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Confidence matters

Authors of The Confidence Code, a book recently published in the USA looking at The science and art of self-assurance – what women should know, have stated that evidence suggests that as we still strive for equality in the workplace, women are less self-assured than their male counterparts and when it comes to success, confidence is as important as competence.

So while women are equally as competent as men, is our lack of confidence holding us back?

For how long have we kept our heads down, played by the rules and perhaps not asserted ourselves when we should have done? We’ve lived under the impression that if we work sufficiently hard then our natural talents will be recognized and rewarded. Not necessarily so say writers Claire Shipman, a reporter for ABC News, and Katty Kay, the anchor of BBC World News America (pictured). They have worked for 20 years covering American politics and interviewed some of the nation’s most influential women but were surprised to learn the extent to which such women suffered from self-doubt.

Confidence Gap

Undeniably we have made progress. Global studies undertaken by the likes of Goldman Sachs have shown that businesses employing large numbers of women outperform their competitors on every level of profitability. Surely this confirms our competence and certainly those in the know, who follow closely ever-changing values in society, see a global shift in a female direction.

Although we have worked diligently and tirelessly, men around us continue to earn more and be promoted faster. The statistics speak for themselves with women in short supply at the top of the corporate trees and our numbers increasing only fractionally over time. It’s been 50 years since women first stormed the boardroom and yet our career trajectories are still nothing like a man’s.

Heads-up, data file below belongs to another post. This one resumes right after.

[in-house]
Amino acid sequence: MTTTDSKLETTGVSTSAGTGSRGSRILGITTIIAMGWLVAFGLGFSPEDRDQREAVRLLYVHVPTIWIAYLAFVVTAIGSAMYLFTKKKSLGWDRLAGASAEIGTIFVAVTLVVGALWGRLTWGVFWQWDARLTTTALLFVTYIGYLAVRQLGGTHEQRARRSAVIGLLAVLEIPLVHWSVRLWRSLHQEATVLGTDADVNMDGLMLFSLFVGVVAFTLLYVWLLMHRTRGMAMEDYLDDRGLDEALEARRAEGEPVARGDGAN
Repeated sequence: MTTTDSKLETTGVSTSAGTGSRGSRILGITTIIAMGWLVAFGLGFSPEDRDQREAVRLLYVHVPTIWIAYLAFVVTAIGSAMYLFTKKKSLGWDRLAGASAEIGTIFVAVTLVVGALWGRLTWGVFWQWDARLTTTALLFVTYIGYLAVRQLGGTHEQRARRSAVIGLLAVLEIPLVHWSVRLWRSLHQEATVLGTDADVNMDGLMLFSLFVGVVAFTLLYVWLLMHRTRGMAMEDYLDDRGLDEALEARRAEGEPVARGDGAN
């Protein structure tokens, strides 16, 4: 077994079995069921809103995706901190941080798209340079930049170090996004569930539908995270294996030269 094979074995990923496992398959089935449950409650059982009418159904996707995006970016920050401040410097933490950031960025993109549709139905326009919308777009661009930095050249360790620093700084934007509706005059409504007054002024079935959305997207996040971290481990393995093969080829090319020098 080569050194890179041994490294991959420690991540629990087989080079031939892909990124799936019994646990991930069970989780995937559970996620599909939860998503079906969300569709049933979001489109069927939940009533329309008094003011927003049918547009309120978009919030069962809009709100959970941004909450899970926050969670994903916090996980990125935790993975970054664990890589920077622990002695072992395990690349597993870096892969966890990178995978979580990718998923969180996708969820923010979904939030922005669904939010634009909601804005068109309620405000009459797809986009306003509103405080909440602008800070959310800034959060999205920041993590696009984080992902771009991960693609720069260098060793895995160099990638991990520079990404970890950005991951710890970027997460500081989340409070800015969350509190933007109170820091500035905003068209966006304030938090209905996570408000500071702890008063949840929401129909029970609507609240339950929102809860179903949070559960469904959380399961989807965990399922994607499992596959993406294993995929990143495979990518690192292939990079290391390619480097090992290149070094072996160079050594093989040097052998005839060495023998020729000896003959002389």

A 2011 UK survey by the Institute of Leadership and Management, questioned managers about their levels of professional confidence. While only a third of men surveyed admitted to a lack of confidence in their careers and job performance, half of the ladies confessed to self-doubt.

Of course there is truth in the claim that we have a change of priorities when children appear on the scene. Our maternal instincts contribute to a complex emotional wrench between our home and work lives, a pull that in the most part and at least for now, is nowhere near as testing for most men. Other observers see female success blocked by institutional and cultural barriers and there is an element of truth in this too. Claire and Katty believe that a more simplistic explanation for women’s perpetual failure to smash through the glass ceiling is essentially our critical lack of confidence.

The intangible nature of confidence has fascinated the pair ever since they began work on in 2009 their New York Times Bestseller Womenomics, which investigated the various positive changes evolving for women. To their surprise, when they talked to women, lots of women, all well qualified high achievers, Claire and Katty continually came across an unidentifiable stumbling block. They couldn’t understand why one successful investment banker mentioned that she didn’t really deserve her last promotion or why a pioneering engineer threw in to the conversation that she was unsure as to whether or not she was the best choice to head up a big new project. It eventually occurred to the seasoned journalists that the common theme was self-doubt, indeed they knew the feeling firsthand.

The ladies soon had their suspicions confirmed. The confidence gap separating the sexes is vast and it is a huge problem for women. Women in general feel less ready for promotion and evidently underestimate their abilities and the root of the problem seems to be a whole range of factors from biology to upbringing.

A body of evidence is growing that demonstrates the devastating consequences of self-doubt. It seems that success is aligned as much with confidence as it is with competence. Small surprise then that in spite of progress, women are still dramatically underrepresented in the board room.

The good news is that confidence is a skill which can be learnt so the confidence gap is one which can be closed.